Ash Wednesday falls on the first day of March this year, and is a day of penitence to cleanse the soul as we embark on the season of Lent.
Services in church on Ash Wednesday draw on the ancient biblical traditions of covering ones head with ashes, wearing sackcloth, and fasting. The priest marks churchgoers on the forehead with a cross of ashes signifying penitence and mortality, and says: “Remember you are dust and until dust you shall return” – based on God’s sentence on Adam in the book of Genesis (chapter 3, verse 19). The cross of ashes reminds us that death comes to us all; that we should be sorry for our sins – essentially, for showing that we reject God and God’s love in the way we lead our lives and relate to others; that we should change ourselves for the better; that God made the first human being by breathing life into dust; and that, without God, human beings our nothing but dust and ashes. At the end of the service we leave the mark on our foreheads and so carry the sign of the cross out into the world.
We mark Ash Wednesday at a service of Holy Communion at 10am at St Peter’s, East Bridgford (see p. ).
The ashes used on Ash Wednesday are made by burning the palm crosses that were blessed on the previous year’s Palm Sunday. Palm Sunday celebrates Christ’s triumphant entry into Jerusalem, so when the crosses used in the Palm Sunday service are converted to ashes, we are reminded that defeat and crucifixion swiftly follow triumph. Using the ashes to mark the cross on the believer’s forehead symbolises that, through Christ’s death and resurrection, all Christians can be free from death and sin.
Lent may originally have followed Epiphany, just as Jesus’ sojourn in the wilderness followed immediately on from his baptism; but it soon became attached to Easter, as the principal occasion for baptism and for the reconciliation of those who had been excluded from the church’s fellowship for serious faults. This history helps us to understand the characteristic notes for Lent: self-examination, penitence, self-denial, study and preparation for Easter.
“Now is the healing time decreed
For sins of heart and word and deed,
When we in humble fear record
The wrong that we have done the Lord”
(Latin, before 12th century)
As the candidates for baptism were instructed in the Christian faith and as penitents prepared themselves, through fasting and penance, to be readmitted to communion, the whole Christian community in the early church was invited to join them in the process of study and repentance, the extension of which over forty days would remind them of the forty days that Jesus spent in the wilderness, being tested by Satan – “Forty days and forty nights, fasting in the desert, tempted yet undefiled”, as the words of the 15th century German hymn tell us.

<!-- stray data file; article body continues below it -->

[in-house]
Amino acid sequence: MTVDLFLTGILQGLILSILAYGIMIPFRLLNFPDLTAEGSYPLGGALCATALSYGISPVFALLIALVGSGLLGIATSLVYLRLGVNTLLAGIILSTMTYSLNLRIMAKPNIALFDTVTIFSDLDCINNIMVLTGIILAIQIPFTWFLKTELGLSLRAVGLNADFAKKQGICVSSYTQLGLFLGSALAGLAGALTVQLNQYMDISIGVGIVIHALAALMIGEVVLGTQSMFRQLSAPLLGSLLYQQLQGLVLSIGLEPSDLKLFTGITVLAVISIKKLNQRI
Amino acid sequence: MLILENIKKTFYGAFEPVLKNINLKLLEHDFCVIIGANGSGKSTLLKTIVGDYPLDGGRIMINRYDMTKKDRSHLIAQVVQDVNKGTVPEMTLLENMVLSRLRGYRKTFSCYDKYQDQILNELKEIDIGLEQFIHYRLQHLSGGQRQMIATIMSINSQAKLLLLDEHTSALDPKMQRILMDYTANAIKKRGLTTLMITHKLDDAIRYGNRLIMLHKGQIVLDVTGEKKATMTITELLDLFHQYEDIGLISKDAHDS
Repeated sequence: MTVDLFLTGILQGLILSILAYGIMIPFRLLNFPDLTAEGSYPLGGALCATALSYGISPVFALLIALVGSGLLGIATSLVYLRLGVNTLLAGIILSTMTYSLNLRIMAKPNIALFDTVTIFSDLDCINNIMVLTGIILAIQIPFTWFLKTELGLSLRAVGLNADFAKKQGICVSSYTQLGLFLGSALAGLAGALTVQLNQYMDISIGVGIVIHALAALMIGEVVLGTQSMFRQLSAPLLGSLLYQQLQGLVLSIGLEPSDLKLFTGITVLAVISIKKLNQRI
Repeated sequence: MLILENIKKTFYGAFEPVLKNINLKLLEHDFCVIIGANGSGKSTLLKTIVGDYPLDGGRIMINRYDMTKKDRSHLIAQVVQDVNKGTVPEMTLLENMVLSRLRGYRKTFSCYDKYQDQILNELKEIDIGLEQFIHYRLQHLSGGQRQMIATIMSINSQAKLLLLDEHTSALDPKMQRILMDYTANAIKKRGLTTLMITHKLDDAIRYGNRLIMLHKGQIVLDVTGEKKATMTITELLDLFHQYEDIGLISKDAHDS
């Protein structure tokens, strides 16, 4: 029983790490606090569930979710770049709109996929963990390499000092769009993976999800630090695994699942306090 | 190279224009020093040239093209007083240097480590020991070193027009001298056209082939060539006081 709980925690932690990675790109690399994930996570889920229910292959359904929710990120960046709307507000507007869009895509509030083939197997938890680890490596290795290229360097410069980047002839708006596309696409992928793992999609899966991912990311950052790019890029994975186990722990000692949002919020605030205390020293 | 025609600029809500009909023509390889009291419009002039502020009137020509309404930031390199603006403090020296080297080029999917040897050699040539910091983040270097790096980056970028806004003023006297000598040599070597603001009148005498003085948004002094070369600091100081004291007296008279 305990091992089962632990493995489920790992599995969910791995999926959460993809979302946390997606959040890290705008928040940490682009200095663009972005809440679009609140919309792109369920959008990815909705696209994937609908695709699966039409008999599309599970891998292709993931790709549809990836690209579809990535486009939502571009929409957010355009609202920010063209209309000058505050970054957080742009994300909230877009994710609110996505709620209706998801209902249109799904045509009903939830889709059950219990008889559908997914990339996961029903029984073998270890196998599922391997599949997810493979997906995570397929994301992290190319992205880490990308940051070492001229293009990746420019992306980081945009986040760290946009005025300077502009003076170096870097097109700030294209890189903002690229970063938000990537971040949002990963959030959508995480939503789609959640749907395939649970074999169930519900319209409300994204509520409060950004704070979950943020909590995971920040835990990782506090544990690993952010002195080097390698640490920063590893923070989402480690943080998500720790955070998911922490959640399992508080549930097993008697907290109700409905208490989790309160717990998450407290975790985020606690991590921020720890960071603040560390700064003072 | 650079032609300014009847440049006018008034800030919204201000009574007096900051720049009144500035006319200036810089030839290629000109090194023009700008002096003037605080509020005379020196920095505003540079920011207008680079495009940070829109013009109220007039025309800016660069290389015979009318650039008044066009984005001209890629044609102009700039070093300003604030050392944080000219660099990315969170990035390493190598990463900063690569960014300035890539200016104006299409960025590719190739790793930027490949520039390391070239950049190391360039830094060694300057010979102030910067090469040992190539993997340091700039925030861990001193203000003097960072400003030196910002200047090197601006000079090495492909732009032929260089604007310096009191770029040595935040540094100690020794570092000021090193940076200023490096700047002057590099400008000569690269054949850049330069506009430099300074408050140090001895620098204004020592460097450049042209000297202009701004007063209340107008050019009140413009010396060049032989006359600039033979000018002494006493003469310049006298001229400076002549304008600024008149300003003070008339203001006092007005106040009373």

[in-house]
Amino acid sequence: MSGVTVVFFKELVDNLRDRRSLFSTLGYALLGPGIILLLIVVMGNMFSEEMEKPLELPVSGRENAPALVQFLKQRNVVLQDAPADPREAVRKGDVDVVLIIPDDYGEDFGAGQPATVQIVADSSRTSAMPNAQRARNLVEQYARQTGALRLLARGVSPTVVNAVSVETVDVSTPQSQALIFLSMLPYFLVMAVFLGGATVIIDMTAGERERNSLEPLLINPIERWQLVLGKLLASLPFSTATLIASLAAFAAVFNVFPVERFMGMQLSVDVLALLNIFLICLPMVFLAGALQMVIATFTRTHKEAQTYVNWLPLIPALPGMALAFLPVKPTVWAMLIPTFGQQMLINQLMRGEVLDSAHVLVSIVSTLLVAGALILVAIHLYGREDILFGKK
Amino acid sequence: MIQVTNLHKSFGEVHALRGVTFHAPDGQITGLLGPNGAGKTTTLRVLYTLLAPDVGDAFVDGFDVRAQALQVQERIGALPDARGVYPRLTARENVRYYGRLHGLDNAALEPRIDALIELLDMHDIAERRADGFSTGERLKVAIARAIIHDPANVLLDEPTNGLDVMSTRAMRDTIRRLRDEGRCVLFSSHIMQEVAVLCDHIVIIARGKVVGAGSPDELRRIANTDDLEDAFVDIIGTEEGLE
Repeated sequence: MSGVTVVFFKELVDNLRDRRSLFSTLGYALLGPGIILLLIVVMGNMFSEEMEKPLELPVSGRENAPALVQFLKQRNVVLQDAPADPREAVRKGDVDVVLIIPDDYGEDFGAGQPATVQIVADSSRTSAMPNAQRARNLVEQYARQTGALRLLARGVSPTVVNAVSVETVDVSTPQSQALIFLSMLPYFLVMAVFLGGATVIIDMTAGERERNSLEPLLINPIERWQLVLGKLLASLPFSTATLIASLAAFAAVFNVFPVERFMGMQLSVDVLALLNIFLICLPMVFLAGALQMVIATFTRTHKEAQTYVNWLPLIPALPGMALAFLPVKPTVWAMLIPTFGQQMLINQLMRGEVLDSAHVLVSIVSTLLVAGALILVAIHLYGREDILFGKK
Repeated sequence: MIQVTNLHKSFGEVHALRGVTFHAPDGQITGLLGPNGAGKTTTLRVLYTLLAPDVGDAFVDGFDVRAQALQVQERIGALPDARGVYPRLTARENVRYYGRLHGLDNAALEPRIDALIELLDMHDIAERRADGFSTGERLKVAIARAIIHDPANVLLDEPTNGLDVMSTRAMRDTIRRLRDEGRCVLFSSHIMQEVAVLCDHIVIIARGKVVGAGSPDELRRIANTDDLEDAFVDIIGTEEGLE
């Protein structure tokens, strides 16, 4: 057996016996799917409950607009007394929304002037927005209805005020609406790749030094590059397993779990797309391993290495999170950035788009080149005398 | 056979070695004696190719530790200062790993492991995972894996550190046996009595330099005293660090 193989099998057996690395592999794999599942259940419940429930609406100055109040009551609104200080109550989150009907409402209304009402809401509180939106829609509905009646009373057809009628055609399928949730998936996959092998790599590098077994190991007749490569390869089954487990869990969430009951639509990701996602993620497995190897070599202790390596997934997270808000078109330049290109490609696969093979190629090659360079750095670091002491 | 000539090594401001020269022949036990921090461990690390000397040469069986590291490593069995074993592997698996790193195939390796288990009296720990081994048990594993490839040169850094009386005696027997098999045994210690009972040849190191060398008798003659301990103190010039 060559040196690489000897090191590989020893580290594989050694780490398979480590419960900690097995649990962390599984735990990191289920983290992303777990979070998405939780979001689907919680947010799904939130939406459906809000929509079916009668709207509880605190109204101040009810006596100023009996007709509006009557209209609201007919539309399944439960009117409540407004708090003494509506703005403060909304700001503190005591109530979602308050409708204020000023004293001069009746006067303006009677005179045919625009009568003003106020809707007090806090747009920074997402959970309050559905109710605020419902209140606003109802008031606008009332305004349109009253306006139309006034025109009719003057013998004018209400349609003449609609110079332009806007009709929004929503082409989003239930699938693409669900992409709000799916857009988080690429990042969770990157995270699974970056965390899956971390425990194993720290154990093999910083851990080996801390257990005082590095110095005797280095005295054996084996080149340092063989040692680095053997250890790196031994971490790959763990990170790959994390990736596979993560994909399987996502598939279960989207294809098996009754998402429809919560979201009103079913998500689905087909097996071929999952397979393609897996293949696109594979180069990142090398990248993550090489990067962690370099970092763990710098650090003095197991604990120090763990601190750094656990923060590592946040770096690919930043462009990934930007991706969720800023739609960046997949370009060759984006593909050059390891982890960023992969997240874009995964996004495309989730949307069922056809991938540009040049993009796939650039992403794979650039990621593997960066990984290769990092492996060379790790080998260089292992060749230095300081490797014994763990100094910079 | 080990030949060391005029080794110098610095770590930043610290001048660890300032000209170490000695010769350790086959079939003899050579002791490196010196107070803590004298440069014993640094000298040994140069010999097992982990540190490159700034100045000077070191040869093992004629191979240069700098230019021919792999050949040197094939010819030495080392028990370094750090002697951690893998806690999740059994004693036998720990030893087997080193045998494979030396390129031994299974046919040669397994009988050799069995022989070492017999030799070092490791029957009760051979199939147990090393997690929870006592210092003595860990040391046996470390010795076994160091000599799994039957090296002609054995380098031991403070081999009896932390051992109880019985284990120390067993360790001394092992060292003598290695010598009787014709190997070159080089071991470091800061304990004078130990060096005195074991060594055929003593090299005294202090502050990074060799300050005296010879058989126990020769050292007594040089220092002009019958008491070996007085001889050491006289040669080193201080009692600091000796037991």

Many Christians today, as part of our Lenten discipline, choose to abstain from certain foods or drink, or to follow a course of study. During Lent you might also choose to dedicate more time to prayer, or think of new ways in which you can use your gifts to help those in need.
This year in the Fosse Group we plan a simple light weekly lunch; and a course of study each Monday evening and Wednesday afternoon over the five weeks following the week of Ash Wednesday, and to which all are most welcome. Full details appear in the weekly pew sheet and on the Fosse Group web site.
During Lent liturgical dress is kept as simple as possible; churches are kept bare of flowers and decoration. The colour of the hangings and vestments is sombre purple, symbolising both pain and suffering borne by Jesus in his Passion and Crucifixion. We do not say or sing Gloria in Excelsis.
The Fourth Sunday of Lent (sometimes known as Refreshment Sunday), falling on 26th March this year, is traditionally allowed as a day of relief from the rigours of Lent, and the Feast of the Annunciation always falls in Lent; these breaks from austerity are the background to our modern observance of Mothering Sunday on the Fourth Sunday of Lent.
We shall have a special Mothering Sunday service on 26th March both at St Peter’s, East Bridgford (9.15am) and at St Augustine’s, Flintham (11am) to which all, as ever, are very welcome (see page ).
Our Lenten journey continues in April, and leads to Easter, the greatest of all Christian festivals…
(adapted from Times and Seasons, Common Worship, 2006)
With all good wishes for this season of Lent,